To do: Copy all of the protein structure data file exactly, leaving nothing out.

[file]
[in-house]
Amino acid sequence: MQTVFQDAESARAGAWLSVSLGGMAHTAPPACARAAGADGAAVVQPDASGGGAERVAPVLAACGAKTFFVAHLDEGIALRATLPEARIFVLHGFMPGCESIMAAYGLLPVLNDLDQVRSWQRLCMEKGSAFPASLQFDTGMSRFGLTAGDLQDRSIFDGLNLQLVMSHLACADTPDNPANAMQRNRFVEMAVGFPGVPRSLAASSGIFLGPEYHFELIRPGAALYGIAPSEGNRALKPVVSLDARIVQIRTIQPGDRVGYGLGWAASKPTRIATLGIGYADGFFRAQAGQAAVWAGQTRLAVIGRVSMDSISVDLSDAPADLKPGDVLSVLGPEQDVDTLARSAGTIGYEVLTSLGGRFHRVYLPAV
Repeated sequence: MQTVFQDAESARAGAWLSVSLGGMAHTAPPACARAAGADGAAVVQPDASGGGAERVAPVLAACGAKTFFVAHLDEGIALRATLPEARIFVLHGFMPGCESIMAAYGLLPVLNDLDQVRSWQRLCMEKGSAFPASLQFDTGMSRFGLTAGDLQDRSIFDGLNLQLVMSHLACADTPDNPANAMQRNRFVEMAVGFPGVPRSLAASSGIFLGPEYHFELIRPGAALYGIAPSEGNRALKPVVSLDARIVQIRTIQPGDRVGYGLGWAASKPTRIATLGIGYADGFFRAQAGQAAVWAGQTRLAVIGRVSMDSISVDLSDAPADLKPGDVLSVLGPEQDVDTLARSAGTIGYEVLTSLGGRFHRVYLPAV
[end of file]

[in-house]
Amino acid sequence: MQTVFQDAESARAGAWLSVSLGGMAHTAPPACARAAGADGAAVVQPDASGGGAERVAPVLAACGAKTFFVAHLDEGIALRATLPEARIFVLHGFMPGCESIMAAYGLLPVLNDLDQVRSWQRLCMEKGSAFPASLQFDTGMSRFGLTAGDLQDRSIFDGLNLQLVMSHLACADTPDNPANAMQRNRFVEMAVGFPGVPRSLAASSGIFLGPEYHFELIRPGAALYGIAPSEGNRALKPVVSLDARIVQIRTIQPGDRVGYGLGWAASKPTRIATLGIGYADGFFRAQAGQAAVWAGQTRLAVIGRVSMDSISVDLSDAPADLKPGDVLSVLGPEQDVDTLARSAGTIGYEVLTSLGGRFHRVYLPAV
Repeated sequence: MQTVFQDAESARAGAWLSVSLGGMAHTAPPACARAAGADGAAVVQPDASGGGAERVAPVLAACGAKTFFVAHLDEGIALRATLPEARIFVLHGFMPGCESIMAAYGLLPVLNDLDQVRSWQRLCMEKGSAFPASLQFDTGMSRFGLTAGDLQDRSIFDGLNLQLVMSHLACADTPDNPANAMQRNRFVEMAVGFPGVPRSLAASSGIFLGPEYHFELIRPGAALYGIAPSEGNRALKPVVSLDARIVQIRTIQPGDRVGYGLGWAASKPTRIATLGIGYADGFFRAQAGQAAVWAGQTRLAVIGRVSMDSISVDLSDAPADLKPGDVLSVLGPEQDVDTLARSAGTIGYEVLTSLGGRFHRVYLPAV